And the government is now bringing a new green finance product to the mainstream. This is NS&I’s Green Savings Bond. This secure three-year, fixed-term government bond is available to buy online. I can invest as little as £100 and earn a fixed rate of interest for three years.
My savings will be held by HM Treasury and used to finance projects helping the UK meet its target of reaching net zero carbon emissions by 2050; projects such as retrofitting buildings so they use less energy, carbon capture and storage, electric transport and tree planting.
The Green Financing Framework outlines where the money will go and the Carbon Trust has also approved the scheme.
It seems that my small savings can help make a difference. This area has always been a bit of a blind spot for me, but this sounds exciting.
Usually I shop in supermarkets where plastic wrapping is prevalent. I persuade myself that a few more grams isn’t going to make much difference. But more than 2m tonnes of plastic packaging is used in the UK annually, says the sustainability charity Wrap.
So what better place to start than a zero-waste shop? Violeta Martin Garcia and Dan Ludlow opened their zero-waste shop in Banbury two years ago, when the council offered them two months in Castle Quay shopping centre, rent-free as a trial.
“It was a success and we’ve been here since,” says Garcia. She weighs my empty jars and notes their weight on the base. She grinds me fresh peanut butter – roasted peanuts, no palm oil, salt or anything else. I watch as the level of peanuts in the hopper drops and a swirl of fresh nut-butter snakes into my jar. The machine adjacent makes vegan chocolate-nut butter. I have some of that, too. I grind coffee beans into a paper bag and inhale the aroma.
There are various dried foods – such as pasta, rice and oats – in self-serve dispensers. I spy dried porcini mushrooms, delicious in risotto, so I buy an empty glass storage jar and fill it with those. They’re much cheaper than buying them in little plastic tubs in the supermarket. My purchases also include a coir pot scourer, a compostable cellulose sponge and an all-natural scrubbing brush, fitting utensils for my future new kitchen.
UK households generate about 6m tonnes of food waste annually. Living on a boat, with no council refuse collection, food waste is even more of an issue. I have a kitchen wormery, so that I can feed tiger worms my peelings. It has been a bit hit-and-miss to be honest. The liquid fertiliser they produce has been magical for my tomato plants. However, at the moment the little wrigglers seem to be on furlough. Last time I looked, I could only see a few. I want to buy a fresh batch, but, unsurprisingly, there are no live tiger worms on the shelves in local shops. This means an internet purchase is in order. But even online searching has an environmental impact. All those servers whirring away and computing millions of bits of information don’t just power themselves.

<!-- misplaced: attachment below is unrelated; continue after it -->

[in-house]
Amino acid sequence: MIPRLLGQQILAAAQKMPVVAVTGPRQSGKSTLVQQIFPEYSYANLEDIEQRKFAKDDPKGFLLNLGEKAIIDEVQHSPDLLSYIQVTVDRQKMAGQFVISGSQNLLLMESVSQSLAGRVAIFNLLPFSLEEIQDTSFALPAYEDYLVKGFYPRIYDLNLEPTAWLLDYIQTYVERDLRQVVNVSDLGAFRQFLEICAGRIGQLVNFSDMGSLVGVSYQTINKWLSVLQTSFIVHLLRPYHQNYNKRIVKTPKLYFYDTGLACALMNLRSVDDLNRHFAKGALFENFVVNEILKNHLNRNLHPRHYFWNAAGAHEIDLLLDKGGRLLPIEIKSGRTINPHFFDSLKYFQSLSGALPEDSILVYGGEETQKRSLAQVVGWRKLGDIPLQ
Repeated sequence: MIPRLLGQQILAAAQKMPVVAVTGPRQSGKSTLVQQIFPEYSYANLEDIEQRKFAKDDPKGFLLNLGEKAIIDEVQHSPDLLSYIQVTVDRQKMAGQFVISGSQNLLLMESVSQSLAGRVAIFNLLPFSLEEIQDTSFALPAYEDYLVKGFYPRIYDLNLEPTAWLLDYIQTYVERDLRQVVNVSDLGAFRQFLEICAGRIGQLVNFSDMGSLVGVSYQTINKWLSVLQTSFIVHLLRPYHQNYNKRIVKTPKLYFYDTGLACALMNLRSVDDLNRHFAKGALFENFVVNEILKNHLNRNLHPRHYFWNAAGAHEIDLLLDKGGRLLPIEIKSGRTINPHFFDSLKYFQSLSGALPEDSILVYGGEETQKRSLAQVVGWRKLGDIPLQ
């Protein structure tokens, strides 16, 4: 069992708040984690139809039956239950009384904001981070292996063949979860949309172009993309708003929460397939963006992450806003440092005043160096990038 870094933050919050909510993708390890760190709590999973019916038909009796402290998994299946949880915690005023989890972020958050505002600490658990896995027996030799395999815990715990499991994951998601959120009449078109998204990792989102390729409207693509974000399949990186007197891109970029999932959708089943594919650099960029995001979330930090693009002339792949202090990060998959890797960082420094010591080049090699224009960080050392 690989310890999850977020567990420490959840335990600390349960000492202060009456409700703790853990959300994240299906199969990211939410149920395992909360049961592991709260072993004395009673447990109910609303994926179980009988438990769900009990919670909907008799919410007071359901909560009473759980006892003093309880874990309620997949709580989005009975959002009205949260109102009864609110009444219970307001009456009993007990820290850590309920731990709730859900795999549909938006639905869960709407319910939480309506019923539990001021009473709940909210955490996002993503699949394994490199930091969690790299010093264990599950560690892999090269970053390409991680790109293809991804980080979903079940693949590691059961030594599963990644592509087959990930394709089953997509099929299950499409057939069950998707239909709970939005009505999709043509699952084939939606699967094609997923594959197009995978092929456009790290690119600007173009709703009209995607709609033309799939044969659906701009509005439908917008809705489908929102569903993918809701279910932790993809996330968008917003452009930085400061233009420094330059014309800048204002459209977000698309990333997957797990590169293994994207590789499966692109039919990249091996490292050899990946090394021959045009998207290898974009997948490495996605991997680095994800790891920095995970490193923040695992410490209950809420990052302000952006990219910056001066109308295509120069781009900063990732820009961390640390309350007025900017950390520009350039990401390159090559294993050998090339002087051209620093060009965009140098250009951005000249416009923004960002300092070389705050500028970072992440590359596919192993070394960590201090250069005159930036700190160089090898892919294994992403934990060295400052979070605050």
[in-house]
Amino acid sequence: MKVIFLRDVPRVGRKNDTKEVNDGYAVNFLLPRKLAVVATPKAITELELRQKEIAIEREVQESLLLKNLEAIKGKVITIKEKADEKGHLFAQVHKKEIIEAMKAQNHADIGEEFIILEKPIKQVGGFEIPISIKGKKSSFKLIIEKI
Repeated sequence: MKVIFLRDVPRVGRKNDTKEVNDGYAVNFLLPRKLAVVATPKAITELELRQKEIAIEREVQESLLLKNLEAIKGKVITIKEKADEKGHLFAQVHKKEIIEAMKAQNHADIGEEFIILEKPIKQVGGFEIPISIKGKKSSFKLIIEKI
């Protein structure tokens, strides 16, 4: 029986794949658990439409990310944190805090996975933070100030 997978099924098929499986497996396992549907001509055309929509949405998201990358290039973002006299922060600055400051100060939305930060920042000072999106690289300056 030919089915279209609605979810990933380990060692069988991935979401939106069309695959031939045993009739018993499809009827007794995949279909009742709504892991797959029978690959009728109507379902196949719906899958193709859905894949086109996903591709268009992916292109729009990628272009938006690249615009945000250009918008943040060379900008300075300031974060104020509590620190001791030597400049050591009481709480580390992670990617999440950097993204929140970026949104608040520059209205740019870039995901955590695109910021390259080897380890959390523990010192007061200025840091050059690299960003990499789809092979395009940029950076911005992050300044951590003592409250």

So I use a search engine that powers its servers with renewable energy and donates 80% of its profits to nonprofit organisations that focus on reforestation. Using the search engine plants trees. Over 130m have been planted so far in more than 30 countries, from Thailand to Tanzania.
I browse a few possible suppliers of tiger worms and place my order. By the time I’m done, the personal counter on the search widget tells me I’ve helped to plant three trees. That’s a green result with no effort on my part. Now I just need to wait for my tiger worms to be delivered to a friend’s address. I wonder if I should warn him this time?
If nothing else, my few days of living greener have reminded me of quite how much there is to do. It’s also made me see that small changes can have a big impact and, what’s more, they often make life more enjoyable.
Find out more about Green Savings Bonds at nsandi.com